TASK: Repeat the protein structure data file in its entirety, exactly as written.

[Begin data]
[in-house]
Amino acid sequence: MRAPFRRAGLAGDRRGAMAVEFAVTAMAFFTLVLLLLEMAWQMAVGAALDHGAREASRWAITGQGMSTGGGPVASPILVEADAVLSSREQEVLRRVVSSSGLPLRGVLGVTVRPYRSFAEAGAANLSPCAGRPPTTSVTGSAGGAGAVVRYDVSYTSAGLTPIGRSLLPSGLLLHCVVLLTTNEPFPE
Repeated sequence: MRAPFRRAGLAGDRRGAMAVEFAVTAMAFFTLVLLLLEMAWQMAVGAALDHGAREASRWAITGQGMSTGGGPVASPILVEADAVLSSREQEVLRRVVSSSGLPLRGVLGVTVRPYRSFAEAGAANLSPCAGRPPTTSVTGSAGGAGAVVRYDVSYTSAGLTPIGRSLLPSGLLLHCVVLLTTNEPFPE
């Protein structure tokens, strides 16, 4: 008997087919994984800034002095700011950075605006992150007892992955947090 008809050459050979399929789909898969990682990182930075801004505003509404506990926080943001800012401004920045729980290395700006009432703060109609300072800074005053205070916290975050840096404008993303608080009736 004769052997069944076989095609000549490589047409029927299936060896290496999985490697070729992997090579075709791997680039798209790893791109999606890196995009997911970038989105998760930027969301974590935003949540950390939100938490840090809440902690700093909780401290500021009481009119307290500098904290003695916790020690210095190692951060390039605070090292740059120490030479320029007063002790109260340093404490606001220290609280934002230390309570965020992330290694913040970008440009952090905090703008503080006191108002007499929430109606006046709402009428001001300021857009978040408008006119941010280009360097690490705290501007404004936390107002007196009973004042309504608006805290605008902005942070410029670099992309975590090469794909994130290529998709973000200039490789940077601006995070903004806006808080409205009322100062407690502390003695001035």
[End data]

[in-house]
Amino acid sequence: MRAPFRRAGLAGDRRGAMAVEFAVTAMAFFTLVLLLLEMAWQMAVGAALDHGAREASRWAITGQGMSTGGGPVASPILVEADAVLSSREQEVLRRVVSSSGLPLRGVLGVTVRPYRSFAEAGAANLSPCAGRPPTTSVTGSAGGAGAVVRYDVSYTSAGLTPIGRSLLPSGLLLHCVVLLTTNEPFPE
Repeated sequence: MRAPFRRAGLAGDRRGAMAVEFAVTAMAFFTLVLLLLEMAWQMAVGAALDHGAREASRWAITGQGMSTGGGPVASPILVEADAVLSSREQEVLRRVVSSSGLPLRGVLGVTVRPYRSFAEAGAANLSPCAGRPPTTSVTGSAGGAGAVVRYDVSYTSAGLTPIGRSLLPSGLLLHCVVLLTTNEPFPE
């Protein structure tokens, strides 16, 4: 008997087919994984800034002095700011950075605006992150007892992955947090 008809050459050979399929789909898969990682990182930075801004505003509404506990926080943001800012401004920045729980290395700006009432703060109609300072800074005053205070916290975050840096404008993303608080009736 004769052997069944076989095609000549490589047409029927299936060896290496999985490697070729992997090579075709791997680039798209790893791109999606890196995009997911970038989105998760930027969301974590935003949540950390939100938490840090809440902690700093909780401290500021009481009119307290500098904290003695916790020690210095190692951060390039605070090292740059120490030479320029007063002790109260340093404490606001220290609280934002230390309570965020992330290694913040970008440009952090905090703008503080006191108002007499929430109606006046709402009428001001300021857009978040408008006119941010280009360097690490705290501007404004936390107002007196009973004042309504608006805290605008902005942070410029670099992309975590090469794909994130290529998709973000200039490789940077601006995070903004806006808080409205009322100062407690502390003695001035």